Eddie Murphy’s Comeback As A Stand-Up Comedian
When they finally stop for coffee, Jerry Seinfeld says to Eddie Murphy, “I just love you so much and I always have.” And when he says it, you believe him. There is a genuine gratitude between two comedians who have truly made it. And the praise goes both ways, with Murphy calling Seinfeld “the funniest.” Sitting across the table from one another, reminiscing comes naturally as they recall sets at the Comedy Strip and $5 dollar covers. But it wasn’t always so easy. Murphy remembers bombing so badly in high school that the manager of the bar refused to pay him… so Murphy had to call his (angry) dad up in the middle of the night to pick him up.
Eddie Murphy also revealed some personal details. Obviously he was greatly inspired by Richard Pryor, but his other major idols include Bruce Lee and Elvis — hence Murphy’s colorful suits. And Bruce Lee, surprisingly, is an inspiration to Tracy Morgan as well. Morgan once explained this wild connection to Murphy, which Murphy imitates quite accurately. Thickening his voice to take on Morgan’s unique spout, Murphy says, “Growing up, my favorite was you, Bruce Lee, and Evel Knievel.” Seinfeld sees the invisible resemblance: “You’re all fearless.”
Eddie Murphy and Tracy Morgan
Back in the car, Eddie Murphy whips out his killer Mike Tyson impression: a high-pitched lisp. But between the easy one-liners, both comedians continuously return to an introspective discussions of the past. They’ve both been embroiled in controversies over saying the wrong thing, like when Murphy made a crack about Joan Rivers’ recently deceased husband. But “we see the joke in everything,” Eddie Murphy says. And Seinfeld agrees. Their banter takes a fascinating course, dipping between hilarious bits — like Murphy’s take on a coked-up Sammy Davis Jr. (“You know Satan is as powerful as God,” Murphy drawls in imitation of the eccentric entertainer) — to broader musings on the national comedic discourse. Or they just start geeking out over Planet of the Apes.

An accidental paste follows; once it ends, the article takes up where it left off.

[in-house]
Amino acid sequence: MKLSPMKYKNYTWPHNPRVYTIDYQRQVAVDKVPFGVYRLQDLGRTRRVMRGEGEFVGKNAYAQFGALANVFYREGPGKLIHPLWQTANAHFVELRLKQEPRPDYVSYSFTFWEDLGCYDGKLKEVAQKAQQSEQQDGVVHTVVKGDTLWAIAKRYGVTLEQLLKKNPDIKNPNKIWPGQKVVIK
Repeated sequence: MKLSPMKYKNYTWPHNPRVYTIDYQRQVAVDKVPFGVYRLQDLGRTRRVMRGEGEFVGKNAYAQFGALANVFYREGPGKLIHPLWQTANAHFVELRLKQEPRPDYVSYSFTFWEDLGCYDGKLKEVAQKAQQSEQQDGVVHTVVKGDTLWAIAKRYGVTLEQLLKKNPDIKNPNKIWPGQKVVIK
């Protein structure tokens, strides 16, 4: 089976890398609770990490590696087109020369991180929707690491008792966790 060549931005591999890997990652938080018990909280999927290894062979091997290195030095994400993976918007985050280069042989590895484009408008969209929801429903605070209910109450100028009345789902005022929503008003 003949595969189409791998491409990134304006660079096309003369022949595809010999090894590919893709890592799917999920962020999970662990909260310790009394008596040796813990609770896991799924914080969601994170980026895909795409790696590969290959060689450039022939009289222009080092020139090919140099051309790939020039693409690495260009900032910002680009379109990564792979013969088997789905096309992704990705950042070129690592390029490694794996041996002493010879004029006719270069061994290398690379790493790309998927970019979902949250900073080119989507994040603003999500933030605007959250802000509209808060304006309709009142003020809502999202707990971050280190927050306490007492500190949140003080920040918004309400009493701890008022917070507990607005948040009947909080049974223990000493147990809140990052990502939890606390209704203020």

Eddie Murphy on Planet of the Apes
This leads to a discussion about Michael Jackson’s famous chimp Bubbles. “When Bubbles got a certain age, you couldn’t f*** with Bubbles,” Murphy says. “[Jackson] had him in a cage, like, ‘Don’t go over there, Eddie… Don’t go near the cage.'” Slipping seamlessly into a Jackson’s unique falsetto, Murphy starts to laugh. He remembers going to Jackson’s house a few times — and being extremely wary of the growling chimpanzee. Seinfeld and Murphy then stop off at the Hollywood Improv. Sitting in the empty, lit-up club, Seinfeld asks Murphy about watching Richard Pryor perform. But due to racist expectations, as Murphy puts it, “one black guy at a time,” tensions between Murphy and his personal hero were high. For a time, Pryor even refused to watch Murphy perform! “That was the weirdness with Bill Cosby as well,” Murphy added, revealing how the now-disgraced comedian was also threatened by the up-and-comer. Cosby even called Murphy up one time to critique his public demeanor. Seinfeld also agrees, heartily, that Cosby was a jerk.
Getting back into the convertible, the conversation turned away from industry secrets back to personal theories on stand-up comedy. Eddie Murphy says, “Once you made somebody laugh, you got ’em forever.” In response, Jerry Seinfeld wonders, “So why is it so hard?” But Murphy’s answer is direct: “Because you always want to f***ing be better… but the audience is just happy to see you.” And that’s certainly true of the timeless Eddie Murphy. Hell, we are happy just to see him in a car getting coffee.